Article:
Merzouga trip, part 2. April 6-9, 2019
Getting to Merzouga was a trip filled with wonderful surprises. Our private taxi (yes, the driver’s name is Mohammed, but we are not getting married) picked us up at 7 and our trip took us through Sefrou. Soon those beautiful snow covered mountains were in front, then we were traveling over, past Gigou and through Bouleman, and snow! There was a beautiful confection sugar dusting for miles, the kind that sticks to the trees, but not the road. I am sure it was all gone by noon. In Bouleman it was a little thicker, and we stopped for a coffee to go. Few places have paper cups, so they just let you take the glass cup. In these areas it is still winter, with the fruit tree orchards all still dormant, a few buds opening on apples and plums. The fields were tilled, but no crops emerging yet. We saw cedar and pine.
We crossed a high desert plane that would remind one of Nevada, with small patches of agriculture and distant mountains. We traveled through the Ziz Gorge, a mini Grand-Canyon, exposing millions of years of history. This area is well known for fossil hunting, even the Jurassic era, and so you see shops and roadside tables selling all sorts. There is also an abundance of sparkling geodes for sale. We pass ruins? towns? both mixed together? Nothing is painted here, all mud brick, so it is hard to tell. The roof construction is a mix of lodgepoles, bamboo and mud. I want to stop and eat, but our brother is telling Naima and the driver to wait for the hotel. I get them to pull over at a lookout. No restaurant, but a fantastic view of a new gorge, filled with palm trees and other agriculture, with buildings sprinkled throughout. I used the WC (yes, that’s the common term here at public facilities). I was 10 minutes down the road before it even occurred to me that it was odd to have a young man in the ladies’ room, pouring wash water over my hands from a tea kettle. The road follows the base of the palm filled gorge (palmeraie), with countless tiny farms and mud-brick buildings, ruins and dwelled-in.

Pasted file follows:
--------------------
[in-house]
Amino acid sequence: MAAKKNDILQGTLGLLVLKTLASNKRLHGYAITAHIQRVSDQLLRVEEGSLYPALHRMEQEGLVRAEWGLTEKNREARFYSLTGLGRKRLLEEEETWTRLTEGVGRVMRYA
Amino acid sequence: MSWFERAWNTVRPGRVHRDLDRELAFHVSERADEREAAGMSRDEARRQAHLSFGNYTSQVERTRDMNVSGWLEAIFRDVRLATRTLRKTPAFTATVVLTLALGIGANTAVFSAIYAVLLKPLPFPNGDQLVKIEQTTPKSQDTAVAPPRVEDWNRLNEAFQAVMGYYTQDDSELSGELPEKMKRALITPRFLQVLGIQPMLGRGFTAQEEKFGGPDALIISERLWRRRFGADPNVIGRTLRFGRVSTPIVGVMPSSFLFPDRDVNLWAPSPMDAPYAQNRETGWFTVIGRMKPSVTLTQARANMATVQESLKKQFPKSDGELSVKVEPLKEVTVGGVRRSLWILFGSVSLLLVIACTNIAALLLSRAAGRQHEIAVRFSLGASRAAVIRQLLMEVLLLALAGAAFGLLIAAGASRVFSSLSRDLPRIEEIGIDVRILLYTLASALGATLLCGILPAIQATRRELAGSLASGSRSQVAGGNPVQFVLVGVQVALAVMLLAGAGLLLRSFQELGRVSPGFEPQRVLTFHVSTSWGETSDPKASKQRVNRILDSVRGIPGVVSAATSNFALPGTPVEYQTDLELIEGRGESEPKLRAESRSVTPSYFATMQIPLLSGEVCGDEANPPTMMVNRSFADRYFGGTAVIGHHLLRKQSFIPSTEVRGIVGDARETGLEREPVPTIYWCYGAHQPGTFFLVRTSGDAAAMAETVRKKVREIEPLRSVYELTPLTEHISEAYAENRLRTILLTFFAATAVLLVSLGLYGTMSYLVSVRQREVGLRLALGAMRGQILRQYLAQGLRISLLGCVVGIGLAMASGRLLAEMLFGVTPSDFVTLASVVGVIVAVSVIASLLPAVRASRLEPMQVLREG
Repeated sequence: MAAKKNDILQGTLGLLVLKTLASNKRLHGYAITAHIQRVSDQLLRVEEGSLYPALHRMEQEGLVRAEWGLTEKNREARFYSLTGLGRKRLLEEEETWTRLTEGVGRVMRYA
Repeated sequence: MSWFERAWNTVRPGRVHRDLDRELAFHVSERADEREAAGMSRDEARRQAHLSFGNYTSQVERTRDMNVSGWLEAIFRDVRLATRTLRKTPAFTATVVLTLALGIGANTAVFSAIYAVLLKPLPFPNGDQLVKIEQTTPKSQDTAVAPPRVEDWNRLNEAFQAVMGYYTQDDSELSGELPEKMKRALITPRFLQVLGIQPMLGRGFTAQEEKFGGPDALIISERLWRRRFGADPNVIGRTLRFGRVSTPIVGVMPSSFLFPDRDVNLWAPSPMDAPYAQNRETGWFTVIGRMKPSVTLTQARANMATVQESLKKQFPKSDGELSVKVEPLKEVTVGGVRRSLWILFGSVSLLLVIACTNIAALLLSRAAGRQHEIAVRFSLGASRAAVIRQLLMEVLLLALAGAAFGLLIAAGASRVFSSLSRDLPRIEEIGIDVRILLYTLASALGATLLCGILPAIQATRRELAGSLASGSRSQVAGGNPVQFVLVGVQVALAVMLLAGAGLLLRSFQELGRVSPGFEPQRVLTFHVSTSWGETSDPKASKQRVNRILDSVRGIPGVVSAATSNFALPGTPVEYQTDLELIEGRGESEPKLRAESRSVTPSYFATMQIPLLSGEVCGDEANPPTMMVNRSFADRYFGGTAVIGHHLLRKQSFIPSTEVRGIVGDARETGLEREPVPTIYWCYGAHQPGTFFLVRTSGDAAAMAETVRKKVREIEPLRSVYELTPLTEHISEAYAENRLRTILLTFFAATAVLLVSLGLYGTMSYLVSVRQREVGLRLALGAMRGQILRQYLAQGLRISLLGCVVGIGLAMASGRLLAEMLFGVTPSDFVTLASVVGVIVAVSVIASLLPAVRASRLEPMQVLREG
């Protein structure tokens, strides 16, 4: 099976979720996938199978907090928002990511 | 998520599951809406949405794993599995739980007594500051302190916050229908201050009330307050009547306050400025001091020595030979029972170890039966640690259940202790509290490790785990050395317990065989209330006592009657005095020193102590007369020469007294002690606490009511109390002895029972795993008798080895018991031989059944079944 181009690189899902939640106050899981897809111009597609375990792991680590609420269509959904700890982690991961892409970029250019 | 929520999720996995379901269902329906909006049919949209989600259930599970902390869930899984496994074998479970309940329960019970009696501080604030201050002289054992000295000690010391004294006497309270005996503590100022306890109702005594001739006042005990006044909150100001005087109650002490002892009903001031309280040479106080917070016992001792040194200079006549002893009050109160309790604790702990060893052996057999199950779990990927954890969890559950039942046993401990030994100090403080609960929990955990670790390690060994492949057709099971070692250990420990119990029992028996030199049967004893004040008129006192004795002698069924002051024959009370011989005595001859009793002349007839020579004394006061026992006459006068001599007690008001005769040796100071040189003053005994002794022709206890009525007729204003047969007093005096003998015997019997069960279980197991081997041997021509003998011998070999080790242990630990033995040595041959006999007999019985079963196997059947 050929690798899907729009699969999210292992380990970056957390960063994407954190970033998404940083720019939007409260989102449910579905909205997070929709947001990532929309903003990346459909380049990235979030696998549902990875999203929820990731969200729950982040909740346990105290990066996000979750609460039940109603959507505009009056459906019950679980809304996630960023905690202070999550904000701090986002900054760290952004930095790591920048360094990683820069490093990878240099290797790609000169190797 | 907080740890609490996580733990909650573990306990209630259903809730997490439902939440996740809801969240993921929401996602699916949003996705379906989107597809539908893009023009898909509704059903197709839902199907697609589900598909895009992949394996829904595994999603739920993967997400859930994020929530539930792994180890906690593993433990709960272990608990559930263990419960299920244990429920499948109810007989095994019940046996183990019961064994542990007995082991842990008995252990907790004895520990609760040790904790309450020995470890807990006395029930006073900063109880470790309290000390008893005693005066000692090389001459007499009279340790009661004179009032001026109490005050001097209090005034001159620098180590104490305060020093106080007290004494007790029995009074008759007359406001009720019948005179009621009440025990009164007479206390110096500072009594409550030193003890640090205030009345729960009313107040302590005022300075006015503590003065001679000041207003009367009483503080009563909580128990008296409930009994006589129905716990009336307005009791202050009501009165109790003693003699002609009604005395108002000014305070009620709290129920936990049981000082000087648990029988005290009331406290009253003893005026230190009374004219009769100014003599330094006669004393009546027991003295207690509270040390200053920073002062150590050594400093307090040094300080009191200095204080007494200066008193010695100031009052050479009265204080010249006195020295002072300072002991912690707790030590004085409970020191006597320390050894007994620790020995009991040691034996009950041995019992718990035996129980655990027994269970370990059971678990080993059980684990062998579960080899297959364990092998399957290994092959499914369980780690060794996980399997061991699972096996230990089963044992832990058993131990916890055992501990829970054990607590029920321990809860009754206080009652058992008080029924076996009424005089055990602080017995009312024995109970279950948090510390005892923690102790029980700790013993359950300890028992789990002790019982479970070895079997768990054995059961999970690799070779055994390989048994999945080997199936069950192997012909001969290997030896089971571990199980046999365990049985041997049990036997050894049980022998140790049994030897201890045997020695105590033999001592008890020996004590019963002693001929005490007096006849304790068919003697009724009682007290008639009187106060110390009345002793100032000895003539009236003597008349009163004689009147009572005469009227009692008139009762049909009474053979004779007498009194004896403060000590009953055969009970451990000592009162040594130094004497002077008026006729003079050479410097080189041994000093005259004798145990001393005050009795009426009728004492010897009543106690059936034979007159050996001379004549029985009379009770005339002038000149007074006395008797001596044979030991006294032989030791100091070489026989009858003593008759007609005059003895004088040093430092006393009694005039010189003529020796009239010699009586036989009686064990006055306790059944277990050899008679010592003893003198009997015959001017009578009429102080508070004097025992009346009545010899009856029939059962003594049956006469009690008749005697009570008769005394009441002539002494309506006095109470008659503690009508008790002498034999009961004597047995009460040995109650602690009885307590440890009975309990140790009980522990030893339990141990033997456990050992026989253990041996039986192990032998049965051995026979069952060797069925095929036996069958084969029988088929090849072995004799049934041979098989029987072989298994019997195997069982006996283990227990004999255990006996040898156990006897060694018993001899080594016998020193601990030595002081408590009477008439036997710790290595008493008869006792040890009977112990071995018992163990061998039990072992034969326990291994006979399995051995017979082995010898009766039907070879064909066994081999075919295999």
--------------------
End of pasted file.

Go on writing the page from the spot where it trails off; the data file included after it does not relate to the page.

I finally put my foot down and we had lunch at 2:00 in Erfoud. I went to the restroom and they had cleared my food. Oh well. In this town there were lots of people on bicycles, and in the area, numerous horse-drawn wagons. In our area lots of donkeys, but no horses. There were also several women in the full, black burqa, though in one case four ladies had theirs loose enough to see party dresses under. More fossils, the Paleozoic strata, prompting many diggers and shops. The style of the shops reminds me of car trips of my childhood, whether in the Redwoods, Gold country or Arizona desert, little souvenir shops drawing you in with big signs and, in this case, gigantic plaster replicas of common fossils.
As we approached Merzouga, we pulled over at a gas station, but did not get gas. Some guy in a white SUV met us and we followed him, in the opposite direction of Merzouga, a different road, and then across the desert. Our hotel is not in Merzouga (as was stated on the website), not even close, to anything!
The hotel was nice, with a cute desert motif. Dirt, weeds, dead trees in the entry/court yard, but some nice plants also, and, it is the desert after all. The rooms were clean. The food was very good and the staff was nice. The meals were served buffet style, at set times, with every popular Moroccan dish I could have imagined. The food was not only very good, but authentic. There were lots of different spots where you could enjoy your tea or juice. I did see a few groups drinking wine on the last night, but I don’t know what you had to do to get it (advance order? On hand? I did not ask). The pool was not clean, but not too gross to let your kid swim in. In fact, there was group of French women actually in the pool, thigh high at the deepest. It was very far from town, and even if you had a way to get there, town was really just one main street, with a few residential areas around. Our hotel, as with all the hotels, of which there were hundreds, maybe thousands, sat at the transition line between the sand dunes and the surrounding desert. The surrounding desert is an unusual volcanic remnant, mostly flat, covered with black rocks, some bigger than your fist, but mostly gravel sized. The appearance is as if you were looking at a million acre, abandoned, chip seal parking lot. Really, at first, I thought it was man-made, but no, just a terrain I had never seen.